673  of agreement with the department. The letter of agreement must
  674  provide that any funds held in the separate depository account
  675  in the name of the direct-support organization must revert to
  676  the department if the direct-support organization is no longer
  677  approved by the department to operate in the best interests of
  678  the state.
  679         (g) The department may adopt rules under s. 120.54 to
  680  govern the use of administrative services, property, or
  681  facilities of the department or office by the direct-support
  682  organization.
  683         (h) The department may not permit the use of any
  684  administrative services, property, or facilities of the state by
  685  a direct-support organization if that organization does not
  686  provide equal membership and employment opportunities to all
  687  persons regardless of race, color, religion, gender, age, or
  688  national origin.
  689         (i) The direct-support organization shall provide for an
  690  independent annual financial audit in accordance with s.
  691  215.981. Copies of the audit shall be provided to the department
  692  and the Office of Policy and Budget in the Executive Office of
  693  the Governor.
  694         (j) The direct-support organization may not exercise any
  695  power under s. 617.0302(12) or (16).
  696         (12) A prescriber or dispenser may have access to the
  697  information under this section which relates to a patient of
  698  that prescriber or dispenser as needed for the purpose of
  699  reviewing the patient’s controlled drug prescription history. A
  700  prescriber or dispenser acting in good faith is immune from any
  701  civil, criminal, or administrative liability that might
  702  otherwise be incurred or imposed for receiving or using
  703  information from the prescription drug monitoring program. This
  704  subsection does not create a private cause of action, and a
  705  person may not recover damages against a prescriber or dispenser
  706  authorized to access information under this subsection for
  707  accessing or failing to access such information.
  708         (9)(13) To the extent that funding is provided for such
  709  purpose through federal or private grants or gifts and other
  710  types of available moneys, the department shall study the
  711  feasibility of enhancing the prescription drug monitoring
  712  program for the purposes of public health initiatives and
  713  statistical reporting that respects the privacy of the patient,
  714  the prescriber, and the dispenser. Such a study shall be
  715  conducted in order to further improve the quality of health care
  716  services and safety by improving the prescribing and dispensing
  717  practices for prescription drugs, taking advantage of advances
  718  in technology, reducing duplicative prescriptions and the
  719  overprescribing of prescription drugs, and reducing drug abuse.
  720  The requirements of the National All Schedules Prescription
  721  Electronic Reporting (NASPER) Act are authorized in order to
  722  apply for federal NASPER funding. In addition, the direct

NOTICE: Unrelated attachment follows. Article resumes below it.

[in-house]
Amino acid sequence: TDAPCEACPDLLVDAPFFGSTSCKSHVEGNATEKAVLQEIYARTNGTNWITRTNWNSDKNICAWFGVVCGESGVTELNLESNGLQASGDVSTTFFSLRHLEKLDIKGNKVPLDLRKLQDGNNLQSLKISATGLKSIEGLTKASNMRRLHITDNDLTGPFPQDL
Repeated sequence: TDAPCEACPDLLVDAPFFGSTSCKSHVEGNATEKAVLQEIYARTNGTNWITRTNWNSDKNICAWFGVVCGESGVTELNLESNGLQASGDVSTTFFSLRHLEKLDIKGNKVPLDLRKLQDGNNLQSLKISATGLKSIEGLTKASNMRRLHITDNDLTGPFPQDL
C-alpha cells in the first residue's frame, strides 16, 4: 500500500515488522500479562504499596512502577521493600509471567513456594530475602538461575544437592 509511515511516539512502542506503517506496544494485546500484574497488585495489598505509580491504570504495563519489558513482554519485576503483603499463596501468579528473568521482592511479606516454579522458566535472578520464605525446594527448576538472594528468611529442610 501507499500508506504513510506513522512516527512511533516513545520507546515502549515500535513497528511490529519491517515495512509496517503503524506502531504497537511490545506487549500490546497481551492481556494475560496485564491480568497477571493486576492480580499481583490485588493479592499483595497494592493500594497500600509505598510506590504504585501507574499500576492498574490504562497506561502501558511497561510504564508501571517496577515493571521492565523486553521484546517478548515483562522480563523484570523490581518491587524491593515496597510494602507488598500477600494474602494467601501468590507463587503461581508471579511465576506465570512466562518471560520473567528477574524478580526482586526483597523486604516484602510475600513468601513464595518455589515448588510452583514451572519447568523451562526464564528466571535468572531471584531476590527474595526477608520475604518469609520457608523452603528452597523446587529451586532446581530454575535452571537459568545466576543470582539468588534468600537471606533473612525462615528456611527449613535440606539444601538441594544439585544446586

723  support organization shall provide funding for the department to
  724  conduct training for health care practitioners and other
  725  appropriate persons in using the monitoring program to support
  726  the program enhancements.
  727         (10)(14) A pharmacist, pharmacy, or dispensing health care
  728  practitioner or his or her agent, Before releasing a controlled
  729  substance to any person not known to him or her such dispenser,
  730  the dispenser shall require the person purchasing, receiving, or
  731  otherwise acquiring the controlled substance to present valid
  732  photographic identification or other verification of his or her
  733  identity to the dispenser. If the person does not have proper
  734  identification, the dispenser may verify the validity of the
  735  prescription and the identity of the patient with the prescriber
  736  or his or her authorized agent. Verification of health plan
  737  eligibility through a real-time inquiry or adjudication system
  738  is will be considered to be proper identification. This
  739  subsection does not apply in an institutional setting or to a
  740  long-term care facility, including, but not limited to, an
  741  assisted living facility or a hospital to which patients are
  742  admitted. As used in this subsection, the term “proper
  743  identification” means an identification that is issued by a
  744  state or the Federal Government containing the person’s
  745  photograph, printed name, and signature or a document considered
  746  acceptable under 8 C.F.R. s. 274a.2(b)(1)(v)(A) and (B).
  747         (15) The Agency for Health Care Administration shall
  748  continue the promotion of electronic prescribing by health care
  749  practitioners, health care facilities, and pharmacies under s.
  750  408.0611.
  751         (16) The department shall adopt rules pursuant to ss.
  752  120.536(1) and 120.54 to administer the provisions of this
  753  section, which shall include as necessary the reporting,
  754  accessing, evaluation, management, development, implementation,
  755  operation, and storage of information within the monitoring
  756  program’s system.
  757         Section 2. This act shall take effect July 1, 2014.